The uncertainty around Brexit is of course a concern for most people. For anyone planning a move to France, or any other EU country, it is a huge unknown. We’re doing our best to press ahead with our plans but Brexit remains the elephant in the room that we’re doing our best to ‘ignore’.
At present no one knows what Brexit will mean for British citizens currently resident in France, though the expectation has always been that some kind of reciprocal arrangement will be agreed whereby they will be permitted to remain with, to all intents and purposes, the same status. However, with a ‘no deal’ Brexit looking increasingly likely even this scenario can’t be taken for granted.
For those of us planning a move to France at some point in the next couple of years things are even more up in the air. If somehow a Brexit deal can be agreed then it is possible that the planned transition period between the UK leaving the EU, on 31stMarch 2019, and 31stDecember 2020 will provide a window for those of us not already settled in France to move their and establish residence. After that no one knows what the rules will be.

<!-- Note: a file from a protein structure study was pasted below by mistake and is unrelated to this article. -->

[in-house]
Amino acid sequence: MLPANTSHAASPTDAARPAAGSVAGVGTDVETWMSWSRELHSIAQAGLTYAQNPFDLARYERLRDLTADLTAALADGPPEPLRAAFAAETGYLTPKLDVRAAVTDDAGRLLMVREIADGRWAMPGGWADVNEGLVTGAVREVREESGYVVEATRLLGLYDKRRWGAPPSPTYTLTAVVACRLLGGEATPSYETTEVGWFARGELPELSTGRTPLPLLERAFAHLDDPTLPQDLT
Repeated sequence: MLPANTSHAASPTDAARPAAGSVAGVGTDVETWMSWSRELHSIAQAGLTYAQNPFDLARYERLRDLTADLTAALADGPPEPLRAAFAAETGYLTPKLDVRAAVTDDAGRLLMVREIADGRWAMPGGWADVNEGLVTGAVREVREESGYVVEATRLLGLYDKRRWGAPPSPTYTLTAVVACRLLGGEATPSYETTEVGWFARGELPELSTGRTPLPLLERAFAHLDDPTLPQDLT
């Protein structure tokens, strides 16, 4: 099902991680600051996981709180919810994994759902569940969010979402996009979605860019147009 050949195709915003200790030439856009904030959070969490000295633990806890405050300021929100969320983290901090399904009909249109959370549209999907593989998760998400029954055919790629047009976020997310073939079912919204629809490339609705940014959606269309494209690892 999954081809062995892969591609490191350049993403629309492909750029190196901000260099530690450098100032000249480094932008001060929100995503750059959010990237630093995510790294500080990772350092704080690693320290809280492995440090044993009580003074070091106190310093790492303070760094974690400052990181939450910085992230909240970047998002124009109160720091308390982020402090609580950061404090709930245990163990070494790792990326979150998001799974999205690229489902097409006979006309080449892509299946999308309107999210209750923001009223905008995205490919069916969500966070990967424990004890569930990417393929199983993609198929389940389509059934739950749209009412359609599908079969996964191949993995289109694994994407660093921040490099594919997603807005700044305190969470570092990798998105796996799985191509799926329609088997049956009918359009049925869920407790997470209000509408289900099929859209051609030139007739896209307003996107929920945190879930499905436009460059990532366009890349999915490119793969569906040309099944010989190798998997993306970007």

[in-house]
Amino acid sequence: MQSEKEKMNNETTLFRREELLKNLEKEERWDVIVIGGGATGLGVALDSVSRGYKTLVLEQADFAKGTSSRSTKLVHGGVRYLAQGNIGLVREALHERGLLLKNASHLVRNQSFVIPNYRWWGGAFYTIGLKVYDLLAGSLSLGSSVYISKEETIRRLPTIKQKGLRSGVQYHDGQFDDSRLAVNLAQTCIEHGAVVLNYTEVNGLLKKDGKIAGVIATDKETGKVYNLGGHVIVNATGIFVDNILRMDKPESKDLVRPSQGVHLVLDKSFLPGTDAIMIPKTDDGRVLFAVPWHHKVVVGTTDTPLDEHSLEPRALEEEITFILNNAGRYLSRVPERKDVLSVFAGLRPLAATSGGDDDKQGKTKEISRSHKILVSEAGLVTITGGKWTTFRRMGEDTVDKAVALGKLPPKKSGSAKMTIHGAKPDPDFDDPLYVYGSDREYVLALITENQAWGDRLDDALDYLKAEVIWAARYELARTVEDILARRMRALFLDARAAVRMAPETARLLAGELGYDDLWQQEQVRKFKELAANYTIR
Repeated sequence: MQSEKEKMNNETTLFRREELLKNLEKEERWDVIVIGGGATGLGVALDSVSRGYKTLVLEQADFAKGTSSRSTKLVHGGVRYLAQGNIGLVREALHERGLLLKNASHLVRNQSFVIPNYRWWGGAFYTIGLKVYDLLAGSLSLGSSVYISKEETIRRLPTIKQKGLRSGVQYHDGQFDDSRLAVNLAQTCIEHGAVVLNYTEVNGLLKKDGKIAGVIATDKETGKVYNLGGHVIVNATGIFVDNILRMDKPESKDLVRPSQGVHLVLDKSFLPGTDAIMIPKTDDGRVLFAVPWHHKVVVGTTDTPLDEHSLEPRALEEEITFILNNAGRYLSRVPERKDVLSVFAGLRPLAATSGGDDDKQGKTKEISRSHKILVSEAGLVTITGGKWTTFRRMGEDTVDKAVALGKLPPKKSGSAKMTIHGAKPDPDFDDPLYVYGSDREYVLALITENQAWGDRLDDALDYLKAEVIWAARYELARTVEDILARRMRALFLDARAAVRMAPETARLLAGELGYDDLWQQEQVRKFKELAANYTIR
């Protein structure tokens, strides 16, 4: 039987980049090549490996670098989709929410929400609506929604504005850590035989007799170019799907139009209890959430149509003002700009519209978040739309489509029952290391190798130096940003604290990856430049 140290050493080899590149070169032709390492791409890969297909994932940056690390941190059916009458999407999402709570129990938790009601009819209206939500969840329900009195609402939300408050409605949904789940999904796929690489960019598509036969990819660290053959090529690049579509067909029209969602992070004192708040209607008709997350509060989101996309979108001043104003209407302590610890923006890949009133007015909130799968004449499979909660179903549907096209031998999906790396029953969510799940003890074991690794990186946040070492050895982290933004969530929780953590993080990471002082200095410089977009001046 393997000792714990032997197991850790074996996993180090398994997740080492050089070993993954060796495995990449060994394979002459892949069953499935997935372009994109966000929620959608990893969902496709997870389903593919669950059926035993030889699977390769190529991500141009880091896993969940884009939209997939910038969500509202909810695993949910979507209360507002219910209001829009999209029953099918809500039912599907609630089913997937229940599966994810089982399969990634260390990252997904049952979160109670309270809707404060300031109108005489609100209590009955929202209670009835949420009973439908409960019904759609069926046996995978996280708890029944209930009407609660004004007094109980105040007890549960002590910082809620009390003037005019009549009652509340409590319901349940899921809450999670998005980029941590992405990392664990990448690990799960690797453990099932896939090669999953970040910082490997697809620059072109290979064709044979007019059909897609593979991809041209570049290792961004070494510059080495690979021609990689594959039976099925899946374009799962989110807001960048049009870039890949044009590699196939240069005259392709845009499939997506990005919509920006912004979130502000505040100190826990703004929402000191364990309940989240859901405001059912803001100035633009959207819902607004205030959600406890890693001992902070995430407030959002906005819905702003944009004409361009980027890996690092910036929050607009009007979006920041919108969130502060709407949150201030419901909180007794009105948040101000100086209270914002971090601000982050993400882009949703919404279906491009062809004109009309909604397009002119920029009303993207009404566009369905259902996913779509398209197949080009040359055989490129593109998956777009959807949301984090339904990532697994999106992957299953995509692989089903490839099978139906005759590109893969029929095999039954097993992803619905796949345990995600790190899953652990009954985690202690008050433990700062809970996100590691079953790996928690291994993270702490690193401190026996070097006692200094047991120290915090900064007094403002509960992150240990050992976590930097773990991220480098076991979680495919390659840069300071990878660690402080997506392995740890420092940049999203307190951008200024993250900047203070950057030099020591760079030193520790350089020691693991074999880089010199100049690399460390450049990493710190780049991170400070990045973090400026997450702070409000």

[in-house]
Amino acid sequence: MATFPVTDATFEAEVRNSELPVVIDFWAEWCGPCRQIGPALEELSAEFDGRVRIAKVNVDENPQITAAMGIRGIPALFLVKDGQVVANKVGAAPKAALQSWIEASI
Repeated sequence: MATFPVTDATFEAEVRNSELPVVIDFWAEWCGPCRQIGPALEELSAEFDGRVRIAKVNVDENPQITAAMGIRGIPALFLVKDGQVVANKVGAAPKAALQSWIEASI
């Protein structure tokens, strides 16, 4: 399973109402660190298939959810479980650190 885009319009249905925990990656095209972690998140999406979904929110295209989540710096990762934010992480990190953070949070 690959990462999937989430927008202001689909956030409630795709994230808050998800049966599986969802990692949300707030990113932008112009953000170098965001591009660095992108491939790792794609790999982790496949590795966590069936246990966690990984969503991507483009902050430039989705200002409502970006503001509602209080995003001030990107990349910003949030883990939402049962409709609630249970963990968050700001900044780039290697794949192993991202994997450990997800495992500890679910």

In the worst case if we end up with a ‘no deal’ Brexit then all bets are off. It will be up to the French Government to decide whether to treat UK citizens as third-country nationals or to offer some kind of preferential treatment or special status, presumably with much stricter criteria regarding income, savings and health insurance. Otherwise we’d be looking at a long-term visitor visa, permitting only 90 days residence in any 180-day period – hardly conducive to running a B&B.
For the moment we watch the news with some anxiety, trawling the web for positive signs from governments, commentators and online ‘sages’. We can’t move sooner than 2020 for all sorts of domestic reasons; meaning browsing French property web sites is essentially ‘property porn’. In the meantime we’re planning a trip to check out our preferred destination in the next couple of months, working on our business plan and keeping everything crossed that sense will prevail.